competing with New York's NYMEX and London's IPE with respect to
international oil trades - using a euro-based international
mechanism," says William R. Clark - author of Petrodollar Warfare:
Iraq and the Future of the Dollar
According to Toni Straka, a Vienna, Austria-based financial analyst who
runs a blog, The Prudent Investor, Iran's "proposal to set up a
petroleum bourse was first voiced in Iran's development plan for
2000-2005. . . . Cheaper nuclear energy and increases in oil exports
from the current level of roughly 2.5 million barrels a day will
in a profitable equation for Iran.
"Only one major actor stands to lose from a change in the current
quo: the US" says Toni Straka, "which with less than 5% of the global
population, consumes roughly one third of global oil production."
Yes, given the technology and knowledge Iran could develop a nuclear
weapon, but so could 35 to 40 other countries. And "under the current
regime, there is nothing illicit for a non-nuclear state to conduct
uranium-enriching activities . . . or even to possess military-grade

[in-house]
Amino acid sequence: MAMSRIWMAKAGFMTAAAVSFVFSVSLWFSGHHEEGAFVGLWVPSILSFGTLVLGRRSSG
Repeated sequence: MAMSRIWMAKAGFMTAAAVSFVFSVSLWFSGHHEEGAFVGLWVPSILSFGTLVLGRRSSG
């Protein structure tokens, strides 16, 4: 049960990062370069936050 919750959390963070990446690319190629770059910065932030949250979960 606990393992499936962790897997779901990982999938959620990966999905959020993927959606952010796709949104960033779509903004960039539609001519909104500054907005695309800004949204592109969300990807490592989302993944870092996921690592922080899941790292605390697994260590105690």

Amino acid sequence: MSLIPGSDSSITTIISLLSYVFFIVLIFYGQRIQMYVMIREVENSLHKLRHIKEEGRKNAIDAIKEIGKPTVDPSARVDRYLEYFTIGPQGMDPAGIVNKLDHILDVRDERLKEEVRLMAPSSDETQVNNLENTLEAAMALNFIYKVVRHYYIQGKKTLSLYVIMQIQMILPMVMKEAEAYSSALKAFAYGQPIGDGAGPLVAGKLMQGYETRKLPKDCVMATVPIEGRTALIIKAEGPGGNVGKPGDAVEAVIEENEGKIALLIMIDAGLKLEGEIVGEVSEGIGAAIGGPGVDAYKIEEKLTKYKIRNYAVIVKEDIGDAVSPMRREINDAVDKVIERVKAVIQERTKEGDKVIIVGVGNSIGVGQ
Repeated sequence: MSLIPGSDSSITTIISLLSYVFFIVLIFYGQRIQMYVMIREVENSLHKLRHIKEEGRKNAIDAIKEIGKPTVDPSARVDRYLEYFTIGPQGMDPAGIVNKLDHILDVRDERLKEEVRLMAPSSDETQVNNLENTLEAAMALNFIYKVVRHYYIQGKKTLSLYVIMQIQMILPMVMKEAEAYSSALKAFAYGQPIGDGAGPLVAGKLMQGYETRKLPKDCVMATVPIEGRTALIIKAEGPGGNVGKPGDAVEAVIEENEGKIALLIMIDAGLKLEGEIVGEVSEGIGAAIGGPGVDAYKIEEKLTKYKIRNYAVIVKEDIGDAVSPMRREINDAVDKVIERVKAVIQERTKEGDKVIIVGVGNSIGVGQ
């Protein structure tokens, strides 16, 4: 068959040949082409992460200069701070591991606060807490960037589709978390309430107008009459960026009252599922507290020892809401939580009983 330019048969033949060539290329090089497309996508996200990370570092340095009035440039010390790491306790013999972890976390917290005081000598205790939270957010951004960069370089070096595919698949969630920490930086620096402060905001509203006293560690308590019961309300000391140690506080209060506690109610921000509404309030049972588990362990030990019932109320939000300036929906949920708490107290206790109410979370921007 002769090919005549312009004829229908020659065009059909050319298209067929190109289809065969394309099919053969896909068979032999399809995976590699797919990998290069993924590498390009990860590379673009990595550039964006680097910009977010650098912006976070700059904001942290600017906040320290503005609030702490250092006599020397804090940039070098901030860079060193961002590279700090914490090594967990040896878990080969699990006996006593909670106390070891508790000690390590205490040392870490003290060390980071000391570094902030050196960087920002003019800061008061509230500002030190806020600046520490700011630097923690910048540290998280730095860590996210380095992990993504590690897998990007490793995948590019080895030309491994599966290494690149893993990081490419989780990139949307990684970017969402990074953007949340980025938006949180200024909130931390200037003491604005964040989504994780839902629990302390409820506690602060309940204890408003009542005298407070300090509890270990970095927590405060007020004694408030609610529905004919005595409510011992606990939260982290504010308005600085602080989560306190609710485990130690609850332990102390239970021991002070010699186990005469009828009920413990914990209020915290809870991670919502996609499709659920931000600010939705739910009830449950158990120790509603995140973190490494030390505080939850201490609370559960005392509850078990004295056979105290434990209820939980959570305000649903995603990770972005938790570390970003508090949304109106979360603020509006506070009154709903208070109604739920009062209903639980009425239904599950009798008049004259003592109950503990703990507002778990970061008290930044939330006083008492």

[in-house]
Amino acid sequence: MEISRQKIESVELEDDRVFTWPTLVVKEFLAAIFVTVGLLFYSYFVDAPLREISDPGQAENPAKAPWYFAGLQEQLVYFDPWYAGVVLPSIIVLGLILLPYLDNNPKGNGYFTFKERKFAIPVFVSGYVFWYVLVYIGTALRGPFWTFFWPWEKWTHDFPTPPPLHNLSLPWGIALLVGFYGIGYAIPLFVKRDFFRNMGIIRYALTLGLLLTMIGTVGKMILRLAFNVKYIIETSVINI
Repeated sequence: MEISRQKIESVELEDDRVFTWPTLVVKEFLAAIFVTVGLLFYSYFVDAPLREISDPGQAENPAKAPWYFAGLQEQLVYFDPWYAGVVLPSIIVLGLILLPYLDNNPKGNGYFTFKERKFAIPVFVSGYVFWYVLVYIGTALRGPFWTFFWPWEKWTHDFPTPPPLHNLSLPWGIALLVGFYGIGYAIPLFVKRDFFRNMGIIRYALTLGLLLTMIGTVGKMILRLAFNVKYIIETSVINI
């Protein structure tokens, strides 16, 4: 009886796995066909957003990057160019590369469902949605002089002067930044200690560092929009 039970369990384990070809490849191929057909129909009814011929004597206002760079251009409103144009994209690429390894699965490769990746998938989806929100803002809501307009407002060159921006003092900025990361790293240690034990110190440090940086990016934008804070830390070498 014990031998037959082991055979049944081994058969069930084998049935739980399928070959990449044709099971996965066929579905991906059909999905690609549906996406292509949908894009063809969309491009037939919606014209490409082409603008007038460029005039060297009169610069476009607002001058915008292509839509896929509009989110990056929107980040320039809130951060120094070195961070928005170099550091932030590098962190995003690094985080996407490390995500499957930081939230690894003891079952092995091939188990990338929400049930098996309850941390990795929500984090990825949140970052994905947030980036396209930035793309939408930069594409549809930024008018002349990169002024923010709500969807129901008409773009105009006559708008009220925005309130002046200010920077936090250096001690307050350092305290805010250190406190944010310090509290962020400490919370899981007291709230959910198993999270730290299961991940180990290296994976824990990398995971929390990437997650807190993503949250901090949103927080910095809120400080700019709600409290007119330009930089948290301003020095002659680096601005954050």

nuclear material," says ElBaradei.
Israel - not a signatory to the NPT - has had this capability for
is believed to have more than 200 nuclear weapons, the missiles to
deliver them to Iran, and it is no secret that it has been threatening
strikes on Iran's Bushehr nuclear electric power plant - just as it
launched an unprovoked and illegal attack on Iraq's, Osirak nuclear
electric power plant in 1981.
U.S. news media's timidity, and the Israeli lobby, helped launch the
illegal, U.S. invasion of Iraq.
This invasion has claimed the lives of over 2000 U.S. soldiers, and
180,000 Iraqis. It has left uncounted others wounded and maimed. It
destroyed much of Iraq's - indeed the world's - cultural heritage.
And it is estimated to cost U.S. taxpayers "between $1 trillion and $2
trillion, up to 10 times more than previously thought," according to
Linda Bilmes - former assistant secretary of Commerce, and Joseph
Stiglitz - recipient of the 2001 Nobel Prize in economics.
The U.S. news media is showing the same timidity that it displayed
before and during the Iraq war in investigating U.S. allegations
against Iran, and again Israel is pushing the U.S. to attack.